A new degree course that opens up primary teaching careers to students from the most remote parts of Scotland is heavily oversubscribed, TESS has learned.
Despite no advertising campaign, 80 applications were received for the 20 places on the one-year postgraduate diploma in primary education through the University of the Highlands and Islands (UHI), starting in August.
The vast majority of applicants - who will learn next month whether they have been successful - come from the Highlands. The 20 places will be spread between bases in Elgin, Inverness, Orkney and Stornoway.
"For me, having a PGDE running through the university is a great thing, as many of the teaching enquiries I handle come from places where teacher education may otherwise be hard to come by," said UHI careers, learning and development adviser Rosie Alexander.
"Many of our students would find it difficult, if not impossible, to move to take part in a PGDE, especially where they have partners and families to support. So, having an opportunity to train and stay in their local community is really the only way they could progress to a career in teaching."
She said that enquiries to the UHI careers centre about teaching "far outweigh" those around any other occupation: 25 per cent between July 2012 and May this year have been about primary teaching.
Although a previous programme, run by UHI with the University of Strathclyde from 2003 to 2012, enabled 141 people to qualify as primary teachers - including 33 who took a Gaelic-medium option - the new course has some important differences.
"Residentials" at the start and end of the course will take place in Inverness rather than Glasgow. There will also be more face-to-face contact with tutors and other students; although the course will rely on video conferencing, at least one member of staff will be based at each centre.
Ian Minty, UHI education subject network leader, stressed that the new course would not have come about without the support of the University of Strathclyde, and its previous education dean Iain Smith, over 10 years.
He said that after the Donaldson report on teacher education, the new programme had an advantage over other courses: "All PGDE courses are changing in light of Donaldson - it's just been a bit easier for us to design these changes into a brand new programme."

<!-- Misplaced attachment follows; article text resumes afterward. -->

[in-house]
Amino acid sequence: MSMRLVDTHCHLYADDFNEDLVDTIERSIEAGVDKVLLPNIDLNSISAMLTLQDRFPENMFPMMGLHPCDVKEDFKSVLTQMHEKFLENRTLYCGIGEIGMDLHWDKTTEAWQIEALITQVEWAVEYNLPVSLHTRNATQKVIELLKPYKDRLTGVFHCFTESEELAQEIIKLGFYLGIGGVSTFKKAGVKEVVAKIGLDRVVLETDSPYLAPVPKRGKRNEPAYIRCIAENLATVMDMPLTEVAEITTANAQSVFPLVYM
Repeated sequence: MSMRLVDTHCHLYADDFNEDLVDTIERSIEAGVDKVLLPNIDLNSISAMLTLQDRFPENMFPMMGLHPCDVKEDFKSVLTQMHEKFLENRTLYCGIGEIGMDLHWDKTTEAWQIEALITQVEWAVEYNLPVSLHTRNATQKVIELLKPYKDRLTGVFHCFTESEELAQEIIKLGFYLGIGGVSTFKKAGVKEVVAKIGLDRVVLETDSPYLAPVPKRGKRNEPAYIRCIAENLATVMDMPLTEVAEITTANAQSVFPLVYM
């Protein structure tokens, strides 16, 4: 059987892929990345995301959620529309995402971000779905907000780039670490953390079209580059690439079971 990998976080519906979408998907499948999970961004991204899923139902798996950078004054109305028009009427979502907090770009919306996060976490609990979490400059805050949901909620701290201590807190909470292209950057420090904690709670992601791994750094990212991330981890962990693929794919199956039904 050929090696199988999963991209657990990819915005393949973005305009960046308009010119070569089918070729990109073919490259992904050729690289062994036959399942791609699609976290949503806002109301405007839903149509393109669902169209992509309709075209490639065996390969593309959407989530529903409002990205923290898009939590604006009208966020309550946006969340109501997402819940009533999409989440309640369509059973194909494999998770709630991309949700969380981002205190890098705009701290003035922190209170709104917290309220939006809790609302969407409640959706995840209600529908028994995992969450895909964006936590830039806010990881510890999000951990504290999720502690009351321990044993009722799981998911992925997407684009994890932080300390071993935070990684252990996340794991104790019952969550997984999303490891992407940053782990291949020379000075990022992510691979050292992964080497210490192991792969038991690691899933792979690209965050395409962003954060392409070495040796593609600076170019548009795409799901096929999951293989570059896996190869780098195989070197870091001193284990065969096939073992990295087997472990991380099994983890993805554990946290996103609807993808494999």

Mr Minty added: "There's a very heavy emphasis on the partnership with local authorities. We're also putting quite a lot of emphasis on critical reflection so that students will be expected to maintain electronic portfolios as part of their assessment."
Orkney head of schools Peter Diamond said the popularity of the new course was "encouraging".
"The changes in initial teacher education, and in particular the way in which schools and existing practitioners are to be increasingly involved in the process, could have meant that places such as Orkney became isolated," he said.
"Instead, through UHI, Orkney practitioners and new aspiring teachers will have the opportunity to learn together. This is an exciting development that will strengthen the idea that schools are places where everybody is learning."
The University of the Highlands and Islands (UHI), which gained full university status in 2011, combines 13 colleges and research institutions. Some are relatively large colleges in Perth, Elgin and Inverness; others are smaller, including some whose primary focus is research. There are more than 50 "learning centres" in all.
Some 8,000 students are taking undergraduate and postgraduate courses, with many others involved in research. Every UHI course belongs to one of two faculties: arts, humanities and business and science; or health and education.
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Original headline: PGDE course is oversubscribed despite no advert